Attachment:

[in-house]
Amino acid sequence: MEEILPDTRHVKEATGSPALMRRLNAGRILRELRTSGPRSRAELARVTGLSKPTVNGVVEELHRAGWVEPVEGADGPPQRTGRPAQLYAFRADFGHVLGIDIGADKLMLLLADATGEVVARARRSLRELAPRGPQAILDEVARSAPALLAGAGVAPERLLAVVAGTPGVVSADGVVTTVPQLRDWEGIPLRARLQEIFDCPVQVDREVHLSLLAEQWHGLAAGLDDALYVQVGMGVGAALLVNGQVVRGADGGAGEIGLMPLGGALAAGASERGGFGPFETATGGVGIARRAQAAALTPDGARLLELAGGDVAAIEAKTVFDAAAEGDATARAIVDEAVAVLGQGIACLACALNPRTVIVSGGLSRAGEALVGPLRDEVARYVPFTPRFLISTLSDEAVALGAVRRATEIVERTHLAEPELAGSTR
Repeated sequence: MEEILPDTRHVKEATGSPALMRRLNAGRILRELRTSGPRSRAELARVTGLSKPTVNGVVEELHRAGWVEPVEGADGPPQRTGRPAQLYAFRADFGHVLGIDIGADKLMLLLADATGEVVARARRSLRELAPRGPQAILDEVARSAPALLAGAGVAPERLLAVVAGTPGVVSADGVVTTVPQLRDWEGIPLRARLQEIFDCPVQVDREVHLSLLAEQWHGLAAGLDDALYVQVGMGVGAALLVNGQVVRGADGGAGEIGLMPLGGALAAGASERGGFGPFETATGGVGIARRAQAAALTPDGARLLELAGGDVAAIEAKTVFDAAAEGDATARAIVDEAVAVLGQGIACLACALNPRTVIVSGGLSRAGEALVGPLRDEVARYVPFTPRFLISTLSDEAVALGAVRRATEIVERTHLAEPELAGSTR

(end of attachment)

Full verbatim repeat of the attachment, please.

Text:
[in-house]
Amino acid sequence: MEEILPDTRHVKEATGSPALMRRLNAGRILRELRTSGPRSRAELARVTGLSKPTVNGVVEELHRAGWVEPVEGADGPPQRTGRPAQLYAFRADFGHVLGIDIGADKLMLLLADATGEVVARARRSLRELAPRGPQAILDEVARSAPALLAGAGVAPERLLAVVAGTPGVVSADGVVTTVPQLRDWEGIPLRARLQEIFDCPVQVDREVHLSLLAEQWHGLAAGLDDALYVQVGMGVGAALLVNGQVVRGADGGAGEIGLMPLGGALAAGASERGGFGPFETATGGVGIARRAQAAALTPDGARLLELAGGDVAAIEAKTVFDAAAEGDATARAIVDEAVAVLGQGIACLACALNPRTVIVSGGLSRAGEALVGPLRDEVARYVPFTPRFLISTLSDEAVALGAVRRATEIVERTHLAEPELAGSTR
Repeated sequence: MEEILPDTRHVKEATGSPALMRRLNAGRILRELRTSGPRSRAELARVTGLSKPTVNGVVEELHRAGWVEPVEGADGPPQRTGRPAQLYAFRADFGHVLGIDIGADKLMLLLADATGEVVARARRSLRELAPRGPQAILDEVARSAPALLAGAGVAPERLLAVVAGTPGVVSADGVVTTVPQLRDWEGIPLRARLQEIFDCPVQVDREVHLSLLAEQWHGLAAGLDDALYVQVGMGVGAALLVNGQVVRGADGGAGEIGLMPLGGALAAGASERGGFGPFETATGGVGIARRAQAAALTPDGARLLELAGGDVAAIEAKTVFDAAAEGDATARAIVDEAVAVLGQGIACLACALNPRTVIVSGGLSRAGEALVGPLRDEVARYVPFTPRFLISTLSDEAVALGAVRRATEIVERTHLAEPELAGSTR